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Montreal mayor Michael Applebaum walks away after announcing his resignation during a news conference in Montreal, Quebec, June 18, 2013. Applebaum was arrested at his home Monday morning and was charged with 14 offences including breach of trust and fraud.CHRISTINNE MUSCHI/Reuters

Montreal will have its next interim mayor — the third mayor in less than a year — by early next week.

The city clerk's office has announced a vote will be held during a special meeting of council next Tuesday.

A handful of councillors have been named as potential successors to Michael Applebaum, who stepped down as interim mayor after being arrested on corruption-related charges.

For now, the city's pro-mayor will be acting mayor until next week's vote.

Councillors will have until Friday afternoon to put forth their candidacy, with a vote to come after the long holiday weekend in Quebec.

The next interim mayor might not hold the post for long — a municipal vote is scheduled for November and none of the presumed contenders are seeking the temporary job.

There are currently 62 active city councillors on the 65-seat council and the new interim mayor must be chosen from among them. Of the sitting councillors, 41 sit as independents.

Mr. Applebaum, the man he replaced, Gerald Tremblay, and longtime municipal politician Claude Trudel have all quit their seats in the past year.

Several councillors have said they'll spend this week weighing whether or not to run. Two councillors threw their name into the hat on Wednesday.

Francois Croteau, a member of Projet Montréal and an east-end borough mayor, was first to see the clerk and hand in nomination papers.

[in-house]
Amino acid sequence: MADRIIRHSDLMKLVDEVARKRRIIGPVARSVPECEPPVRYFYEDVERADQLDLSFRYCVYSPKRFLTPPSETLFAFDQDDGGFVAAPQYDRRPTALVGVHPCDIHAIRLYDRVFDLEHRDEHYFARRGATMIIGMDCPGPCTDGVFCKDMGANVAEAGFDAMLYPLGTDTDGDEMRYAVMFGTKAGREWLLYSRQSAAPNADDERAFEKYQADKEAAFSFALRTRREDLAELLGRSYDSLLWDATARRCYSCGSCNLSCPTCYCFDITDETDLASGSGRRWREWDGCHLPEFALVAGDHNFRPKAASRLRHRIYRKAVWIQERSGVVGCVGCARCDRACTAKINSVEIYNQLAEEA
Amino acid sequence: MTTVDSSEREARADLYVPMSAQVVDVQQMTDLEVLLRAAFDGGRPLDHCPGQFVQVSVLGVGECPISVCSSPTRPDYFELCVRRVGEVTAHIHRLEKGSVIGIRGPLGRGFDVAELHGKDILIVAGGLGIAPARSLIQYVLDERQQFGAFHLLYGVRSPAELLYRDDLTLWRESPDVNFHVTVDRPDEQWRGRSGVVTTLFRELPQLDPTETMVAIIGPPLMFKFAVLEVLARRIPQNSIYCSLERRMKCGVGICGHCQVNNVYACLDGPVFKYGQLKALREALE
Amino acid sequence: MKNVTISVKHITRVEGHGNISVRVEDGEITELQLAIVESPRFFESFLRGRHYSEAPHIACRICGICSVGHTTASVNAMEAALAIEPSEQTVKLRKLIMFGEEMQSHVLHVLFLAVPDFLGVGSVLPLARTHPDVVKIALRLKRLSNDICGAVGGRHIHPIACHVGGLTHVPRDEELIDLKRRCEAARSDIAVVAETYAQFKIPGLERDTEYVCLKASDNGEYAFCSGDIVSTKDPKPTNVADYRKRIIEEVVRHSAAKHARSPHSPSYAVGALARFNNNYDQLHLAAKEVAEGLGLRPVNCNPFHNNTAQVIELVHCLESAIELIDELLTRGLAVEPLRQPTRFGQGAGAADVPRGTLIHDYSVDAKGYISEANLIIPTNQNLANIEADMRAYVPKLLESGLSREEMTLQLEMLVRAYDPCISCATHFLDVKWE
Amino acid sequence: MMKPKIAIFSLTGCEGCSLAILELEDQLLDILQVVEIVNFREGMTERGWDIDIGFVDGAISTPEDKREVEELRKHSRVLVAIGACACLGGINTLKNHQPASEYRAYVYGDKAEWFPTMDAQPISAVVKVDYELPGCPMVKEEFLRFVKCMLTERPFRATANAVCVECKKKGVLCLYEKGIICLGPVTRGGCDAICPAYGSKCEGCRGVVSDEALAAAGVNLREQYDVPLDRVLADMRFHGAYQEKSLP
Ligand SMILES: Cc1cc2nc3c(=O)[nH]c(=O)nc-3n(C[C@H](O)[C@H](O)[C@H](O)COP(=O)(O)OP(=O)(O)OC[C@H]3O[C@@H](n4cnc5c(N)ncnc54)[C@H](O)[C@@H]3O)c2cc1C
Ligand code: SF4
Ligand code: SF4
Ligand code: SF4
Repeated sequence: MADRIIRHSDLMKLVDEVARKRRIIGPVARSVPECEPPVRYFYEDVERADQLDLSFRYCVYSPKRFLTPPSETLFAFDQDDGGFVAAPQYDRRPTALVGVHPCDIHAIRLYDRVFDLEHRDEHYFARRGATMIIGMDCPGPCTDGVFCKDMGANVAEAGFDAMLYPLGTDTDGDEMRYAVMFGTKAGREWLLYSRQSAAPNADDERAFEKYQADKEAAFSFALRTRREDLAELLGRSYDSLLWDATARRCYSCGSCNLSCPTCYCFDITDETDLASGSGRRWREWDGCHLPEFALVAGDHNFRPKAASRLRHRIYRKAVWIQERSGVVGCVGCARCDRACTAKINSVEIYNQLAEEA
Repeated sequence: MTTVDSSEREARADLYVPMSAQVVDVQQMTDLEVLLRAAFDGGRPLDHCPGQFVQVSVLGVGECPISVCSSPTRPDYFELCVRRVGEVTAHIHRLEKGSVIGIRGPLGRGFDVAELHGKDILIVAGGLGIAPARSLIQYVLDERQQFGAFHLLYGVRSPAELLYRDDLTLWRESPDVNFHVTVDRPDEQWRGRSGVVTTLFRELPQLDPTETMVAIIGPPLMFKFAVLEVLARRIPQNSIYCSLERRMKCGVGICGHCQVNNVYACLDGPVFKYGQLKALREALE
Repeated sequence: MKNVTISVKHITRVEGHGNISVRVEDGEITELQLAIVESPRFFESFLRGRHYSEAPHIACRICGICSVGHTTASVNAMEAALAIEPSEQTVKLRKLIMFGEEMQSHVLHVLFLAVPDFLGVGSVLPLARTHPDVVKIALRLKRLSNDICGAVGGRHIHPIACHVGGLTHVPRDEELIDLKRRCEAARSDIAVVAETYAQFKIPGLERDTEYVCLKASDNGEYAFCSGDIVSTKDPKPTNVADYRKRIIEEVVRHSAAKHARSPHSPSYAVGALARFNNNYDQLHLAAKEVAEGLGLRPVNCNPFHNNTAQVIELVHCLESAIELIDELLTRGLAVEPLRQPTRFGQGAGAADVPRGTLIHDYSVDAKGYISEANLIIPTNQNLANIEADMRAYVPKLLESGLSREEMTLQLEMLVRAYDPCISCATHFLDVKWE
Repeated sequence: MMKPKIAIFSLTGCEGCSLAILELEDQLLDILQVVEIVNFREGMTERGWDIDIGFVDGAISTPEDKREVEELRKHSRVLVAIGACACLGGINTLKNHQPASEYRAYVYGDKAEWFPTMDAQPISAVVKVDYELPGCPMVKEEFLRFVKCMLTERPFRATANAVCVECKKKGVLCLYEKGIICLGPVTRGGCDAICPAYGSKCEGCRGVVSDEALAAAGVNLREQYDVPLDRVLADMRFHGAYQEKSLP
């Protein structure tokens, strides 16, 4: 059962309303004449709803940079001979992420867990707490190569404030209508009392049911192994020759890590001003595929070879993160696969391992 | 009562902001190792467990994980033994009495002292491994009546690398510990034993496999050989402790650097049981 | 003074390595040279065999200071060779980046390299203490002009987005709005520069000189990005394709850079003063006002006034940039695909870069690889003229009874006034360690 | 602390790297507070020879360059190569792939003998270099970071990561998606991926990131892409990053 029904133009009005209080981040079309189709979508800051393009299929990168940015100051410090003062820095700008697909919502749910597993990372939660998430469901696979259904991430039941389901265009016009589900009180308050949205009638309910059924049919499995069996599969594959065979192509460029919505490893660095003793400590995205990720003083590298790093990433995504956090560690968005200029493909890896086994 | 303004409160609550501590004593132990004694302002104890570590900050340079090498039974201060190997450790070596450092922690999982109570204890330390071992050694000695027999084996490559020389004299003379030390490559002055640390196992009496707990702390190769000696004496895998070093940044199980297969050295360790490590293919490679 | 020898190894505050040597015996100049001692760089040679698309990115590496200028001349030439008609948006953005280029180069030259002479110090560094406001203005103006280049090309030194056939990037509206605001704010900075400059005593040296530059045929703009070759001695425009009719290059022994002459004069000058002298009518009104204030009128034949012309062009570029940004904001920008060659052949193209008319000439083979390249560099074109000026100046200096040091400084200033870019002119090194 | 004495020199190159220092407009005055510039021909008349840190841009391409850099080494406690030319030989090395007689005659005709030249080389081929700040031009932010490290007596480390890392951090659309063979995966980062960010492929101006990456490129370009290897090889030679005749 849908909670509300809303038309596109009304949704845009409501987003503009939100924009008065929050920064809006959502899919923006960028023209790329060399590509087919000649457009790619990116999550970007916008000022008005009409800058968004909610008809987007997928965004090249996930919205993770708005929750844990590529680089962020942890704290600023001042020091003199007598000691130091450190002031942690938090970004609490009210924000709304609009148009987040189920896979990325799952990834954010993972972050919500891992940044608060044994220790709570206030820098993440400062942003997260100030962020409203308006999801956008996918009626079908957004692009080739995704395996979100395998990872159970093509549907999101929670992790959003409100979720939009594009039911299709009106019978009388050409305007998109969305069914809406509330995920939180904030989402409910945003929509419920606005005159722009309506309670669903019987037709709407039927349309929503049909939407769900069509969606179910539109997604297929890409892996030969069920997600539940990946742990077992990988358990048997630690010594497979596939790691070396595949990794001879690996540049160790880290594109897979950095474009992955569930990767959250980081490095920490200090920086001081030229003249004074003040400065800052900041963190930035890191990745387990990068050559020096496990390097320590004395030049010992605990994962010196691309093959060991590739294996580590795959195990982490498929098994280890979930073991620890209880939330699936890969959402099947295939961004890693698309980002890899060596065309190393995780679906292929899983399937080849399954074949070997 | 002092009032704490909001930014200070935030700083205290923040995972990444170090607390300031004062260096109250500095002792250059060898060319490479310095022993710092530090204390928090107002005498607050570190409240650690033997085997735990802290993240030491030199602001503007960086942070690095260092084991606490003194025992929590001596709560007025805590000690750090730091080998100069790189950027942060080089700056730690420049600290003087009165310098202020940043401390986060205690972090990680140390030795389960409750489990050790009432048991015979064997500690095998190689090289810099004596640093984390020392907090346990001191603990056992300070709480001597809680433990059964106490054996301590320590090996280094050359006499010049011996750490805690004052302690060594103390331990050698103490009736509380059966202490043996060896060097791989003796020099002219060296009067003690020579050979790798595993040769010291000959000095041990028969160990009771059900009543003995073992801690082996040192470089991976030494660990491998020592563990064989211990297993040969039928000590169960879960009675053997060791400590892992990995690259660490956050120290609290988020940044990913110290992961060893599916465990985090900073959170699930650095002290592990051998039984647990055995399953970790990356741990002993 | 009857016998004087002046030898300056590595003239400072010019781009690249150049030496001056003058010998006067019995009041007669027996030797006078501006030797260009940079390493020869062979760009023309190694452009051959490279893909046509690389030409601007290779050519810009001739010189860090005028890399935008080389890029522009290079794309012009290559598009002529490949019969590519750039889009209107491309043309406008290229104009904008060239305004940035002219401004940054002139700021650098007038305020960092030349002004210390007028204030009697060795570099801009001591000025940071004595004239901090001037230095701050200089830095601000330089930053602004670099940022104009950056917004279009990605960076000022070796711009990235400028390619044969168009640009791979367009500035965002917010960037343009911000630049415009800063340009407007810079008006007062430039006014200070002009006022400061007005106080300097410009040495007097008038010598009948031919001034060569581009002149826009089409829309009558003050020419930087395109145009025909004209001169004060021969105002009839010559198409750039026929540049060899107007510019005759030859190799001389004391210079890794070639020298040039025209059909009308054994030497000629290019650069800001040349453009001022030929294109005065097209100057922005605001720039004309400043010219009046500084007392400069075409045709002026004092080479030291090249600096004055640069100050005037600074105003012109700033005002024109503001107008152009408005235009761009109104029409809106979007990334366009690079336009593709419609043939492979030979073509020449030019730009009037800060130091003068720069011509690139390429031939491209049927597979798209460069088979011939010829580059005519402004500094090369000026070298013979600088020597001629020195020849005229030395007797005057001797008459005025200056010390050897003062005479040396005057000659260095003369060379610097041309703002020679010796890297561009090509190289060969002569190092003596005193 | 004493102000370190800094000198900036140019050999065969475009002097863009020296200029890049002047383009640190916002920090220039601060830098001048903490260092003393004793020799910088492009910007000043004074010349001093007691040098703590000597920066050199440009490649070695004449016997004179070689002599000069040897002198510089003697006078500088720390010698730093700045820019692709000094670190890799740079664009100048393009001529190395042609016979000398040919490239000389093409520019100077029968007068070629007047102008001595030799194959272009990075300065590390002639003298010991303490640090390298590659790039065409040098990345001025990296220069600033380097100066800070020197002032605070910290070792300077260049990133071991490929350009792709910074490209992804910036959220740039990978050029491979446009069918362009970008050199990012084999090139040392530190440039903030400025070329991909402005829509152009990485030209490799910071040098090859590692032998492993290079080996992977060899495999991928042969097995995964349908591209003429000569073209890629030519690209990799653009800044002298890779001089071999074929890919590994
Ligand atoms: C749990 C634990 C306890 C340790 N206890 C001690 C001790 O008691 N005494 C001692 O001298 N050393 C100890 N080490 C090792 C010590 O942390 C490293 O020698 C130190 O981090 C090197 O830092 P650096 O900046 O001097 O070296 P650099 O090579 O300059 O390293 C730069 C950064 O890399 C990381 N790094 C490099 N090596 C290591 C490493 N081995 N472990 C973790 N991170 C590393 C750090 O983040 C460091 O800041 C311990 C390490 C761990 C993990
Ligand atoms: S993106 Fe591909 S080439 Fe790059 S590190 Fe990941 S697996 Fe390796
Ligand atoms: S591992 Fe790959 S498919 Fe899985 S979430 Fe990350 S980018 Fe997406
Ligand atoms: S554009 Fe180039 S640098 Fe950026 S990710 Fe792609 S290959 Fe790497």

Mr. Croteau told reporters he wanted to run in the hopes of calming things down as November's election approached. He told reporters that it's time to turn the page from the former Union Montreal councillors who were in power during the past several years.

"My interest here is not to gain popularity from members of council, my objective is to serve Montrealers and to make sure that the best person available is at the head of the city," Mr. Croteau said.

Mr. Croteau said he won't run for Montreal's mayoralty in November, but plans to run in Rosemont Petite-Patrie, where he is borough mayor.

Later Wednesday, Alan DeSousa, another longtime councillor and borough mayor of St-Laurent, followed suit. He said he reflects the diversity of Montreal and insists he is clean with nothing to hide.

"My integrity has been demonstrated over 27 years of public service, my name has never been tarnished," Mr. DeSousa said.

Mr. DeSousa, a former Union Montréal member, said he has the experience and the understanding to pick up the slack for the time being. He said he thought about it for a while before deciding to submit his name.

"I'm not there for the glory," Mr. DeSousa said. "The situation is urgent and there's a need for someone who can lead."

Mr. Applebaum was arrested by anti-corruption police on Monday and told he was facing 14 criminal charges related to city business dealings in his former neighbourhood.

Mr. Applebaum says he's innocent and will fight the charges, which include fraud, conspiracy, breach of trust and corruption in municipal affairs.

He is being represented by Montreal lawyer Marcel Danis, a former Tory cabinet minister in Brian Mulroney's government.

Mr. Applebaum won the interim job last November with the promise of a multi-party coalition and a vow to root out corruption. He was the first Anglo mayor of Montreal in 100 years.

He had replaced Tremblay, a three-term mayor, late last year after the latter resigned following damning testimony at Quebec's corruption inquiry. Mr. Tremblay has not been charged with anything.

Mr. Applebaum is to appear in court later this year.

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